Data, data, data
The key point here is that there is technology available that can precisely locate, assess, and detail a property. Homebuyers know this very well. They can go to websites such as Rightmove, Zoopla or PrimeLocation, find a property, explore its interior with pictures, review the exterior using Google Street View and locate the property using online maps and satellite views.
With very little effort, applying what amounts to a lot of easily available, basic data, the house hunter can quickly establish what a property is like.
Rissel explains that commercially available real estate satellite pictures are now very precise and more accurate than Google Street View, where some of the data can be quite dated.
“Fifteen years ago, if I said to someone: ‘Give me your address. Your house is this and it’s worth this much’. Or ‘Your commercial building is this, and it’s worth this much’, that was regarded as kind of freaky.
“Today it’s less freaky because you can go to all the different real estate services for the different processes. We also use new technology as it becomes available, aggregating more precise data into our models. It’s an ongoing refinement of the data and the process,” he says.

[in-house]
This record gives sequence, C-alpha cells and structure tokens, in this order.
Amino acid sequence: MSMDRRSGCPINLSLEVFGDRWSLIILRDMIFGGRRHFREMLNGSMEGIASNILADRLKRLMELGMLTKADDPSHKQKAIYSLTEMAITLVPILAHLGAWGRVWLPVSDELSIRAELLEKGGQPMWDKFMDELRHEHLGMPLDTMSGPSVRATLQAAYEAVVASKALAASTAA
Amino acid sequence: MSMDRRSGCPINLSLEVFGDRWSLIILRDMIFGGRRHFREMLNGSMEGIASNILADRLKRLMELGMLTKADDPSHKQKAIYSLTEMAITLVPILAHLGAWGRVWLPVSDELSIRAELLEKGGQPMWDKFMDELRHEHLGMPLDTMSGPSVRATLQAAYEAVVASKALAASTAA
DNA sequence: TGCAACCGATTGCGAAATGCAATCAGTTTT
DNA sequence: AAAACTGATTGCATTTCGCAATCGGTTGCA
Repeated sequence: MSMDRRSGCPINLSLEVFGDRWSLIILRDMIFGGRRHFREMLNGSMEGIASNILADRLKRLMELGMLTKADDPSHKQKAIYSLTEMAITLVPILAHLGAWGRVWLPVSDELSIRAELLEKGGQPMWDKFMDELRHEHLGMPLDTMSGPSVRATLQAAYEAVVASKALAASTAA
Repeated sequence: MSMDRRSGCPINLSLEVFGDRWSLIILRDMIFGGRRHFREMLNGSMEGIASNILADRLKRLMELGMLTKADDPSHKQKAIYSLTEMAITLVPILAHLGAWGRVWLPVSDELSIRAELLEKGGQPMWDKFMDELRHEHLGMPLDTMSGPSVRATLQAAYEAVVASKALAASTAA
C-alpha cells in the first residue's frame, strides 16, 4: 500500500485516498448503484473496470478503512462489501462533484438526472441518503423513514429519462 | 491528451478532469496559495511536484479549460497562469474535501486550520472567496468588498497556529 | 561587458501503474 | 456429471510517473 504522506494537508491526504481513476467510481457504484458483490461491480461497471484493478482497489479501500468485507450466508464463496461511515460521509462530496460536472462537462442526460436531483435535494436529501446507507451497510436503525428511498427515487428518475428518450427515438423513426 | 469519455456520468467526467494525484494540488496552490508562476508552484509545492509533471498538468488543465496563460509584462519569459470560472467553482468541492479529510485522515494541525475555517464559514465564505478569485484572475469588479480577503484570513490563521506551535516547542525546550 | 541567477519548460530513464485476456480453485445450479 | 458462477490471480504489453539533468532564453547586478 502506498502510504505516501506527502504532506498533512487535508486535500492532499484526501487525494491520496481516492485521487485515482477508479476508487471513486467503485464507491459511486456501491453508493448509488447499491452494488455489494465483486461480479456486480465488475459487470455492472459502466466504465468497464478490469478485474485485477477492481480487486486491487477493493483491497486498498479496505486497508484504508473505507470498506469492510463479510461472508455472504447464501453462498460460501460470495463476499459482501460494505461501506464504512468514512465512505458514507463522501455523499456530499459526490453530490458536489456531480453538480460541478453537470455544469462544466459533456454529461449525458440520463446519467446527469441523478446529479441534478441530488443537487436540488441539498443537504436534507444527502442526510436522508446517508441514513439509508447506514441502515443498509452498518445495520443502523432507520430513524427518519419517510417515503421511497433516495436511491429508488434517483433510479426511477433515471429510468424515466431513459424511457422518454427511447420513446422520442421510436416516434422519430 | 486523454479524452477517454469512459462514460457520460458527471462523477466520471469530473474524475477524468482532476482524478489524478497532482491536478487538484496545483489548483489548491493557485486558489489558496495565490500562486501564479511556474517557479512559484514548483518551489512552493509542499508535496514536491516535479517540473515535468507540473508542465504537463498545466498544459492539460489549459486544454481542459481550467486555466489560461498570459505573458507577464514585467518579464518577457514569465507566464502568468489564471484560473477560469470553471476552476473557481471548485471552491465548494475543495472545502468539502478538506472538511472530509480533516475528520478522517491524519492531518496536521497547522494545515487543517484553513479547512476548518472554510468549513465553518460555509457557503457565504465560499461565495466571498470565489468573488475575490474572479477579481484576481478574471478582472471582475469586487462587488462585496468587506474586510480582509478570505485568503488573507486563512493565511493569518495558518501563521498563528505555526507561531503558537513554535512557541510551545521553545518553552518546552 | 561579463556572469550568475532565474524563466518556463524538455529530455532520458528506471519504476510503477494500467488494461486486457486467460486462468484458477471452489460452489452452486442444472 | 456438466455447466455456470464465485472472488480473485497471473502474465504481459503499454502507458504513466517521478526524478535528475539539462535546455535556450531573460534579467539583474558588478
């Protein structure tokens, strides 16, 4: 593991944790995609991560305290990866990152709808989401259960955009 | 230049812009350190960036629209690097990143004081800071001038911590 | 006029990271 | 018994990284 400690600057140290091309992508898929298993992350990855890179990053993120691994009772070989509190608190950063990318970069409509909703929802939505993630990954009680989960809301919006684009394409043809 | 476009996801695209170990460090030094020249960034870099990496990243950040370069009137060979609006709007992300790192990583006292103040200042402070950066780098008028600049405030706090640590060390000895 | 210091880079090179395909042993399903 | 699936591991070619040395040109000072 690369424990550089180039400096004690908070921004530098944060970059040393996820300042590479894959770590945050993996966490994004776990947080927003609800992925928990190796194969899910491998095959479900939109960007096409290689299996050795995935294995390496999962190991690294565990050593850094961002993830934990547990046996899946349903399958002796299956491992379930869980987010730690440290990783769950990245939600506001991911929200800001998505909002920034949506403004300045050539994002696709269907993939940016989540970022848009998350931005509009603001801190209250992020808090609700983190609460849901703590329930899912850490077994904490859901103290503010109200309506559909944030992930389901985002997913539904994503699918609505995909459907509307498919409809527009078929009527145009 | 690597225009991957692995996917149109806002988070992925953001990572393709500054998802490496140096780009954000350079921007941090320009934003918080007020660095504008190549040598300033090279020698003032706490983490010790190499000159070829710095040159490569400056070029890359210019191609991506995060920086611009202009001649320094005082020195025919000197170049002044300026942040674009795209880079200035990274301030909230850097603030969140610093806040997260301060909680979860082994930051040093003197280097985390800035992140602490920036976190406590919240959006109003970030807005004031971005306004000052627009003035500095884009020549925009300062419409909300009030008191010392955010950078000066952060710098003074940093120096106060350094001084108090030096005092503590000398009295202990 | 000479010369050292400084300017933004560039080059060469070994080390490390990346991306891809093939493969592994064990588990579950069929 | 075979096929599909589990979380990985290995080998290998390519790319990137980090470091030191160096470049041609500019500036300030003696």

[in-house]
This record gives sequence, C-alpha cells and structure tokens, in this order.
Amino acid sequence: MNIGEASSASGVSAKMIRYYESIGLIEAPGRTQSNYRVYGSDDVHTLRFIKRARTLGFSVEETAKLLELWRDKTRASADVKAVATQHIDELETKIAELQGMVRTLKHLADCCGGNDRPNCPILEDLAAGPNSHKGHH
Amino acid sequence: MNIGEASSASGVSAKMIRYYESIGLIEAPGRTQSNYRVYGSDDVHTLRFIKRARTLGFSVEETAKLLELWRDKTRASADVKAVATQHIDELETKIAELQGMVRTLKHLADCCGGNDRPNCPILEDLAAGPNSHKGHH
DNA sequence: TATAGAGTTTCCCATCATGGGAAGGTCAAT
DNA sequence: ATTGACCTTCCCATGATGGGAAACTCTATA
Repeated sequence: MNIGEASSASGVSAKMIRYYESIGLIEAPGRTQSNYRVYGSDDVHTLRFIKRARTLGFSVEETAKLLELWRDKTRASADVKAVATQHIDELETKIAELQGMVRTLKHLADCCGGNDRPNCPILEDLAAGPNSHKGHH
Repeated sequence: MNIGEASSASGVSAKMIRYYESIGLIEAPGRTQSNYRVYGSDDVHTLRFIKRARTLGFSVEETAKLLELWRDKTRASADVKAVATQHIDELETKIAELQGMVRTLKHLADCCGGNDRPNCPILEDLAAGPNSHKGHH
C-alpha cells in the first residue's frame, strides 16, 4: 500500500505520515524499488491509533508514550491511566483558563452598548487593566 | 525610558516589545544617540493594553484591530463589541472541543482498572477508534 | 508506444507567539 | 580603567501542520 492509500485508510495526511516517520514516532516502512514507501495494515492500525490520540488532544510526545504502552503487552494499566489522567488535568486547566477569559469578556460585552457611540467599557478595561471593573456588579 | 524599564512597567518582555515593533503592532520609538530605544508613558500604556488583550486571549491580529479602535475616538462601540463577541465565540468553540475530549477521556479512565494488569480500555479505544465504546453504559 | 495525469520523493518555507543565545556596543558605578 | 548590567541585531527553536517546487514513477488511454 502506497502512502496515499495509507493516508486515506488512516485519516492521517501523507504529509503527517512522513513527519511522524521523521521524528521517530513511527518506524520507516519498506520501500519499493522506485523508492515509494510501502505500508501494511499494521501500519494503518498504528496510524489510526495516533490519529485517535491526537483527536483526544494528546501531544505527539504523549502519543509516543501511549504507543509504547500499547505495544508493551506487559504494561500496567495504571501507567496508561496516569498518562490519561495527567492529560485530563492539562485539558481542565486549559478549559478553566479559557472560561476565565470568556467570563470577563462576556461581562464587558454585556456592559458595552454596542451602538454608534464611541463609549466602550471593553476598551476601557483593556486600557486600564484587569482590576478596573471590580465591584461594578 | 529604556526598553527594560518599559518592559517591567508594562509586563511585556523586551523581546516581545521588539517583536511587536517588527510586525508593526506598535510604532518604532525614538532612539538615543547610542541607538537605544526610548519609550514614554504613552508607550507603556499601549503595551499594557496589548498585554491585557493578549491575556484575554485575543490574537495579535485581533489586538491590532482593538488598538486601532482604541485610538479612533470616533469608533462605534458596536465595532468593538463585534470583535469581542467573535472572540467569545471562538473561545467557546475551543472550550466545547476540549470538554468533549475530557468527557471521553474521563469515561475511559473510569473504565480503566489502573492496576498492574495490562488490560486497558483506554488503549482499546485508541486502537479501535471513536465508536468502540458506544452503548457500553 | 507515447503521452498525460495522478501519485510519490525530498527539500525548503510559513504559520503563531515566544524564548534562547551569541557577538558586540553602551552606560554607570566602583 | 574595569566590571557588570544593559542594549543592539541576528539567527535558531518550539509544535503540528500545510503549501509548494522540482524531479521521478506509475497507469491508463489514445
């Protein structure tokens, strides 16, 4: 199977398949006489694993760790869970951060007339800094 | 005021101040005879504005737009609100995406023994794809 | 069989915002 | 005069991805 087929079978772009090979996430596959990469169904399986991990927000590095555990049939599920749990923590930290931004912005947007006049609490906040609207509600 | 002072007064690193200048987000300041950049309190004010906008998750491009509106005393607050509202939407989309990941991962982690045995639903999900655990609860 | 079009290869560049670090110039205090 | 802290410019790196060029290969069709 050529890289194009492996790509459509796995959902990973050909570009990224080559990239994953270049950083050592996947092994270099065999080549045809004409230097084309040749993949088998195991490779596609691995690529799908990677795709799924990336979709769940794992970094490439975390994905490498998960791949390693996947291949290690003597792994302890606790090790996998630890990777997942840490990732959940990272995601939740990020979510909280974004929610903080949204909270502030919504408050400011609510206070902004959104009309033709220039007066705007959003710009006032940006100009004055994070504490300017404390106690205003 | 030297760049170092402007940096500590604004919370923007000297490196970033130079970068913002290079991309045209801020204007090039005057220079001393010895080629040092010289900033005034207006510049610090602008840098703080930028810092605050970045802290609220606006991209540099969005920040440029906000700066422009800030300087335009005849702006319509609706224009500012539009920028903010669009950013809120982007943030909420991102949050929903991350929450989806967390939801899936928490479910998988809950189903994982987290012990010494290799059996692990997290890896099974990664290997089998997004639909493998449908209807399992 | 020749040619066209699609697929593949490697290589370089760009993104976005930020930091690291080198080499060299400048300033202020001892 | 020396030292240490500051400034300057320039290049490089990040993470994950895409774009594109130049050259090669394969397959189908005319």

Rissel goes on to compare this approach to other insurtech products. While some promise to be disruptors in the insurance marketplace, he says, there has been some pushback in favour of evolution, rather than revolution using untried tech.
“There has been some realisation among the big incumbents that they can apply existing, tried but always developing technology such as ours and remain the incumbents, because it enhances how they deliver their process.
“That’s where digital enhancement and infrastructure enhancement are winners. If you can enhance the process and make it better, that’s probably the quicker path than developing and integrating new technology from scratch. Realistically, we think that is revolutionary for some,” he says.
All that data still needs the correct refinement to align elephant traps with elephants and mouse traps with mice. As there are skills and tools to get a golf ball from the tee to the cup, there is technology to attract, price, acquire, retain, and if needed pay claims for, clients. The winners align the right technology with the right skills. Either one, alone, is not enough.
e2Value provides a software-as-a-service (SaaS) technology; this is another key approach to data searching, retrieval, analysis and storage. The power of cloud storage combined with online research tools brings more computing power to property valuations than any single insurer would want to invest in for itself.
This is especially true as many of the larger, established insurers can be shackled to large, cumbersome and expensive legacy systems. Harnessing a SaaS approach is a much simpler way to tap into new and evolving insurtech than wholesale migration to new systems.
In conclusion, using accurate insurtech data analysis tools to understand and price risk aids policyholders and insurers alike. What Rissel’s e2Value is doing with property data in the US and Canada could be applied across other types of insured assets and other geographic locations, where more and better data are constantly evolving.
e2Value, Coronavirus, Property, insurance, Reinsurance, Insurtech, Todd Rissel, North America